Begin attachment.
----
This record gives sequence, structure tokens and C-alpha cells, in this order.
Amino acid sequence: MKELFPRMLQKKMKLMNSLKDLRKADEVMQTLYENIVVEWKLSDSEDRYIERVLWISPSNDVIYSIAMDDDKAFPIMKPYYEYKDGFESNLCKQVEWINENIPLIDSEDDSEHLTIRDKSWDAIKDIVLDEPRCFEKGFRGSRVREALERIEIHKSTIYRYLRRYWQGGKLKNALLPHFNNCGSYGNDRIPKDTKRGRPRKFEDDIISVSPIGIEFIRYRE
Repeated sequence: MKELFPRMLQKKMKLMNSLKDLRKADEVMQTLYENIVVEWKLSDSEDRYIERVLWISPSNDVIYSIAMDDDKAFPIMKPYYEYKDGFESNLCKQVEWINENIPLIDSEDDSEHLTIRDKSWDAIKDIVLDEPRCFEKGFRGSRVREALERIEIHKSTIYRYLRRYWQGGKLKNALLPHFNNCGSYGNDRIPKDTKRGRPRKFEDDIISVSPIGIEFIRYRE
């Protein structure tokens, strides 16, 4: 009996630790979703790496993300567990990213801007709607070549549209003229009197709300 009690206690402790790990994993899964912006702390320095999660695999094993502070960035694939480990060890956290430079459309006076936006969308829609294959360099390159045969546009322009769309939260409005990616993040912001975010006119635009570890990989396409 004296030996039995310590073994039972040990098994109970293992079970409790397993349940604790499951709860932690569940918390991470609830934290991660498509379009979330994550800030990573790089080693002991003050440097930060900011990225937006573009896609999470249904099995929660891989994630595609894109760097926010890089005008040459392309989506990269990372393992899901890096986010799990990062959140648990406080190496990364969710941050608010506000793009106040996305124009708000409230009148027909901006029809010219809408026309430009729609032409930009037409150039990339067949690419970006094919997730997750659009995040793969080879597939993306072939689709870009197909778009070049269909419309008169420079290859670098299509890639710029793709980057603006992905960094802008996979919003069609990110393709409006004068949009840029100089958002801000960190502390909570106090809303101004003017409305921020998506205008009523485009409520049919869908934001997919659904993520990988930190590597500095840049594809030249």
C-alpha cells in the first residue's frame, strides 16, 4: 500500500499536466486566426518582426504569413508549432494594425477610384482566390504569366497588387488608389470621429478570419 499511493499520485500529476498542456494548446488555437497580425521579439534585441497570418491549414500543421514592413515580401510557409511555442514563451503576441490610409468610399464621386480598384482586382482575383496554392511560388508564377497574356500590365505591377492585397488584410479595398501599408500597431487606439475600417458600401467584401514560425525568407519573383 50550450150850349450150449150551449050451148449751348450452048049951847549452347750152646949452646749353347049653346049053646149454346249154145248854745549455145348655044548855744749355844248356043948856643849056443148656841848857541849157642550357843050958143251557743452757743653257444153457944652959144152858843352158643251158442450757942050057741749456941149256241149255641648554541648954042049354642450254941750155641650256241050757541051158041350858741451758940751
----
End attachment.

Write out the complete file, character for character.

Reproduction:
This record gives sequence, structure tokens and C-alpha cells, in this order.
Amino acid sequence: MKELFPRMLQKKMKLMNSLKDLRKADEVMQTLYENIVVEWKLSDSEDRYIERVLWISPSNDVIYSIAMDDDKAFPIMKPYYEYKDGFESNLCKQVEWINENIPLIDSEDDSEHLTIRDKSWDAIKDIVLDEPRCFEKGFRGSRVREALERIEIHKSTIYRYLRRYWQGGKLKNALLPHFNNCGSYGNDRIPKDTKRGRPRKFEDDIISVSPIGIEFIRYRE
Repeated sequence: MKELFPRMLQKKMKLMNSLKDLRKADEVMQTLYENIVVEWKLSDSEDRYIERVLWISPSNDVIYSIAMDDDKAFPIMKPYYEYKDGFESNLCKQVEWINENIPLIDSEDDSEHLTIRDKSWDAIKDIVLDEPRCFEKGFRGSRVREALERIEIHKSTIYRYLRRYWQGGKLKNALLPHFNNCGSYGNDRIPKDTKRGRPRKFEDDIISVSPIGIEFIRYRE
């Protein structure tokens, strides 16, 4: 009996630790979703790496993300567990990213801007709607070549549209003229009197709300 009690206690402790790990994993899964912006702390320095999660695999094993502070960035694939480990060890956290430079459309006076936006969308829609294959360099390159045969546009322009769309939260409005990616993040912001975010006119635009570890990989396409 004296030996039995310590073994039972040990098994109970293992079970409790397993349940604790499951709860932690569940918390991470609830934290991660498509379009979330994550800030990573790089080693002991003050440097930060900011990225937006573009896609999470249904099995929660891989994630595609894109760097926010890089005008040459392309989506990269990372393992899901890096986010799990990062959140648990406080190496990364969710941050608010506000793009106040996305124009708000409230009148027909901006029809010219809408026309430009729609032409930009037409150039990339067949690419970006094919997730997750659009995040793969080879597939993306072939689709870009197909778009070049269909419309008169420079290859670098299509890639710029793709980057603006992905960094802008996979919003069609990110393709409006004068949009840029100089958002801000960190502390909570106090809303101004003017409305921020998506205008009523485009409520049919869908934001997919659904993520990988930190590597500095840049594809030249």
C-alpha cells in the first residue's frame, strides 16, 4: 500500500499536466486566426518582426504569413508549432494594425477610384482566390504569366497588387488608389470621429478570419 499511493499520485500529476498542456494548446488555437497580425521579439534585441497570418491549414500543421514592413515580401510557409511555442514563451503576441490610409468610399464621386480598384482586382482575383496554392511560388508564377497574356500590365505591377492585397488584410479595398501599408500597431487606439475600417458600401467584401514560425525568407519573383 50550450150850349450150449150551449050451148449751348450452048049951847549452347750152646949452646749353347049653346049053646149454346249154145248854745549455145348655044548855744749355844248356043948856643849056443148656841848857541849157642550357843050958143251557743452757743653257444153457944652959144152858843352158643251158442450757942050057741749456941149256241149255641648554541648954042049354642450254941750155641650256241050757541051158041350858741451758940751